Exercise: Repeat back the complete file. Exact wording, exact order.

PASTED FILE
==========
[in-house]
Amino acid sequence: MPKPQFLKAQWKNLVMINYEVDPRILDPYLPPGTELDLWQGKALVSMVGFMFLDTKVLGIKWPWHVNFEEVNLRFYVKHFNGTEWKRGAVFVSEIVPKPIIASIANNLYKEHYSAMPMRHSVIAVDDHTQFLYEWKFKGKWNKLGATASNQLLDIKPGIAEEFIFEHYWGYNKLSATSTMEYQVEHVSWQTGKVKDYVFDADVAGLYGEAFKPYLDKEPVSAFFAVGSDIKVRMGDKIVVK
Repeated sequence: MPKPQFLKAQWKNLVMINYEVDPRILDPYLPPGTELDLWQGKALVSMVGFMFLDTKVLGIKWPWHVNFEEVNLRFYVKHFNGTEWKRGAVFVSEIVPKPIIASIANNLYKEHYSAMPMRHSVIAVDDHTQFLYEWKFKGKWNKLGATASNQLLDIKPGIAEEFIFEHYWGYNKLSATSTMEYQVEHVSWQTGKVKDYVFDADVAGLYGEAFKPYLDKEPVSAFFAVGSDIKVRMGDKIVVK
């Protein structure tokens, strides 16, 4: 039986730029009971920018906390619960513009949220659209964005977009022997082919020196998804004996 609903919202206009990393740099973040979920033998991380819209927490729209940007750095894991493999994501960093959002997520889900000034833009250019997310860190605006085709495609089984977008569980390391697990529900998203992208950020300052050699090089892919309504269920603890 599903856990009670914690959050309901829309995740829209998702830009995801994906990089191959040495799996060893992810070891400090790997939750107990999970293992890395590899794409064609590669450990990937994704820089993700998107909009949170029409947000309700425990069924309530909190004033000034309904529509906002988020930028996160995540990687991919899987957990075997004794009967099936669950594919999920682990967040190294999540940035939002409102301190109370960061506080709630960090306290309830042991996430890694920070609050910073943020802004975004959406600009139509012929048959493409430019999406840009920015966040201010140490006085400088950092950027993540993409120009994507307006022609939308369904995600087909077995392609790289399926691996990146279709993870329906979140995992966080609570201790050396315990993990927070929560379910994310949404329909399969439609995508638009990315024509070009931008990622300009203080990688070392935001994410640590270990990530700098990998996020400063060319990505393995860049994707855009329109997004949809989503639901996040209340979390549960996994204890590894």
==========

[in-house]
Amino acid sequence: MPKPQFLKAQWKNLVMINYEVDPRILDPYLPPGTELDLWQGKALVSMVGFMFLDTKVLGIKWPWHVNFEEVNLRFYVKHFNGTEWKRGAVFVSEIVPKPIIASIANNLYKEHYSAMPMRHSVIAVDDHTQFLYEWKFKGKWNKLGATASNQLLDIKPGIAEEFIFEHYWGYNKLSATSTMEYQVEHVSWQTGKVKDYVFDADVAGLYGEAFKPYLDKEPVSAFFAVGSDIKVRMGDKIVVK
Repeated sequence: MPKPQFLKAQWKNLVMINYEVDPRILDPYLPPGTELDLWQGKALVSMVGFMFLDTKVLGIKWPWHVNFEEVNLRFYVKHFNGTEWKRGAVFVSEIVPKPIIASIANNLYKEHYSAMPMRHSVIAVDDHTQFLYEWKFKGKWNKLGATASNQLLDIKPGIAEEFIFEHYWGYNKLSATSTMEYQVEHVSWQTGKVKDYVFDADVAGLYGEAFKPYLDKEPVSAFFAVGSDIKVRMGDKIVVK
């Protein structure tokens, strides 16, 4: 039986730029009971920018906390619960513009949220659209964005977009022997082919020196998804004996 609903919202206009990393740099973040979920033998991380819209927490729209940007750095894991493999994501960093959002997520889900000034833009250019997310860190605006085709495609089984977008569980390391697990529900998203992208950020300052050699090089892919309504269920603890 599903856990009670914690959050309901829309995740829209998702830009995801994906990089191959040495799996060893992810070891400090790997939750107990999970293992890395590899794409064609590669450990990937994704820089993700998107909009949170029409947000309700425990069924309530909190004033000034309904529509906002988020930028996160995540990687991919899987957990075997004794009967099936669950594919999920682990967040190294999540940035939002409102301190109370960061506080709630960090306290309830042991996430890694920070609050910073943020802004975004959406600009139509012929048959493409430019999406840009920015966040201010140490006085400088950092950027993540993409120009994507307006022609939308369904995600087909077995392609790289399926691996990146279709993870329906979140995992966080609570201790050396315990993990927070929560379910994310949404329909399969439609995508638009990315024509070009931008990622300009203080990688070392935001994410640590270990990530700098990998996020400063060319990505393995860049994707855009329109997004949809989503639901996040209340979390549960996994204890590894």